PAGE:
To promote parental involvement in the spiritual growth of children, the programme gives parents the task of holding family devotion with the child, and ensuring that the child memorises a scripture weekly and does personal quiet time and rewarding the child with bonus points.
In doing this, it promotes communication between the church and parents so both teachers and parents can have a better idea of the child's spiritual progress. For children from non-Christian homes the Sunday School teachers become more involved in monitoring their everyday spiritual progress and leading them to pray for their parents.
"In essence we want to encourage good spiritual habits among children, and children being children they like to be motivated," says Daniel, 36, who is working in the F&B industry, adding that this can be seen in schools.
Through the programme, children have learned to be punctual for church and remember to bring their Bibles. Parents themselves have also been helped.
"Some fathers have shared with me that this whole programme really benefited him... because without this they won't have the initiative to keep the family down to do a family devotion together," says Victor, 32, who is in charge of the children's, young adult's and cell ministries at Yishun Christian Church (Anglican).
An interview with Bishop Moses of Mbeere in Kenya on Continuing Indaba
"I like Indaba and the contribution is has made to my community and to my church"
So says Bishop Moses Masamba Nthuka of the Anglican Church of Kenya. In this short interview he talks about his diocese, Mbeere in the Mount Kenya Region, why the diocese are involved with Continuing Indaba and what the impact of this has been. He focuses particularly on how using Indaba principles the Church worked with the whole community to resolve a dispute that had been tearing the community apart and bring healing as an historical conflict came to an end.
Listen to the interview here http://bit.ly/OMLRm2
Bishop sides with quake-hit homeowners
Marc Greenhill for the Press featured on anglicantaonga.co.nz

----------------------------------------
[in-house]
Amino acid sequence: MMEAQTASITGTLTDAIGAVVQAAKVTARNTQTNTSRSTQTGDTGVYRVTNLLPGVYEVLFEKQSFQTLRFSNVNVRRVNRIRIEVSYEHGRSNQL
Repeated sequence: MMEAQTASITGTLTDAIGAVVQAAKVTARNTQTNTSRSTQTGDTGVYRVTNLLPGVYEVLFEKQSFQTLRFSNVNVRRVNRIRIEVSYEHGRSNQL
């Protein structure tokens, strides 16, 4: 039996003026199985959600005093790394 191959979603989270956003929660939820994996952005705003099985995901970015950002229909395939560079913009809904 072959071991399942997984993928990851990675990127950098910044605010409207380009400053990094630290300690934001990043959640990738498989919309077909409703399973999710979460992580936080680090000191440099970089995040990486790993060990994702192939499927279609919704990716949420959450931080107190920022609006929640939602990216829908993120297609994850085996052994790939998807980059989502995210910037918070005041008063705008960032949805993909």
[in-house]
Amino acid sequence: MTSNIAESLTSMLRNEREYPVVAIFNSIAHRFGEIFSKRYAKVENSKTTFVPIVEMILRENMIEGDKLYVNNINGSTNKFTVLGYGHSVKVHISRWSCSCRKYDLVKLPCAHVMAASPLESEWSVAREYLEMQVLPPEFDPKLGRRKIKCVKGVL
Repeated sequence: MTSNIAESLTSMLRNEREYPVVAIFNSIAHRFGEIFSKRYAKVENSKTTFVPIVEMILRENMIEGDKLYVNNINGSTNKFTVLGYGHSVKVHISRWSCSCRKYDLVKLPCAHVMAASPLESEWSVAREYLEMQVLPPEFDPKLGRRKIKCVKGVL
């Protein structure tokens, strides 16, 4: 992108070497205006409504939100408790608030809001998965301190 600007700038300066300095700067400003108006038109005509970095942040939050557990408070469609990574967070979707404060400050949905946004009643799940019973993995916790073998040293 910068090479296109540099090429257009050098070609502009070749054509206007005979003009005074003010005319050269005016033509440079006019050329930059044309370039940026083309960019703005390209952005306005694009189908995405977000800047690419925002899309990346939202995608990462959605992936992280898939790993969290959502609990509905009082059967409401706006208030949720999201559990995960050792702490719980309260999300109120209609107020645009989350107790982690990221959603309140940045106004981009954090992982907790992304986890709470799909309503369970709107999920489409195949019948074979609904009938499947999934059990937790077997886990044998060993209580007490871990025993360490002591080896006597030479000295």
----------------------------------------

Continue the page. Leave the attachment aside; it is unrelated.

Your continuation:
Bishop Victoria Matthews has called for action for earthquake-hit homeowners, after the launch of Christchurch's central-city blueprint.
Hundreds of people protested at Monday's launch to ask for more urgency on the housing and land issues faced by more than 28,000 green-blue (technical category 3) residents.
Bishop Matthews, who attended the launch, said it was ''very disappointing'' no commitment to action was made.
''I think what should have been acknowledged is the protest was going on because there is an injustice about the people who are not getting what they deserve, which is being looked after for their homes,'' she said.
''I think it would have been a million times better if, in the midst of the launch, they also said, 'We also want to say that we promise we'll do everything possible to help the TC3, the red zone, the people whose homes are damp and cold. That will now become our No 1 priority and this is how we're going to do it'.''
Bishop Matthews said it felt as if she was ''living in a city that has two halves''.
''I wasn't very happy being with the half I was with. It begged for a promise. What were they thinking?"
She planned to work on a response from the church to recovery leaders.
''I think we now need to move to the point where there are very clear expectations and demands being made,'' she said.
''I applaud people before buildings. I've said that before about the cathedral, but what does that look like in this instance?
''I'm more than happy to speak in certain places and see where we can move this ahead. That will make me even more proud to live in Christchurch.''
Despite her launch criticisms, Bishop Matthews backed the blueprint's ideas.
The green spaces along the river were ''brilliant''.
''It is recognisable as Christchurch, yet they haven't felt the need to recreate what was. There are lots of new things in it but it's sympathetic to the old,'' Bishop Matthews said.
Shinya is staff at Nippon Sei Ko Kai - the Anglican Church in Japan. Here he writes first-hand of his experiences and thoughts about his time in Kamaishi Relief Centre
Reflection of volunteer work in Kamaishi Relief Center
By Shinya Samuel Yawata - Secretary, PIM NSKK
I spent two months in Kamaishi Relief Center of NSKK “ Issho Ni Aru Ko! Project”; in June and July, 2012.
I drove about 600 Km in one day to get from my home to Kamaishi. It was my third visit; one in late May in 2011 to bring Anglicans who are involved with relief work, i.e. personnels from Anglican Alliance, ERD and ACROSS in Singapore, second visit was in April, 2012 to observe operation of the Center, and this was third one.
One of focuses of Issho Ni Aru Ko Project ( hereafter it will be called the Project) is to look after elderly people in temporary house located throughout many locations in Tohoku area. Kamaishi is one of them.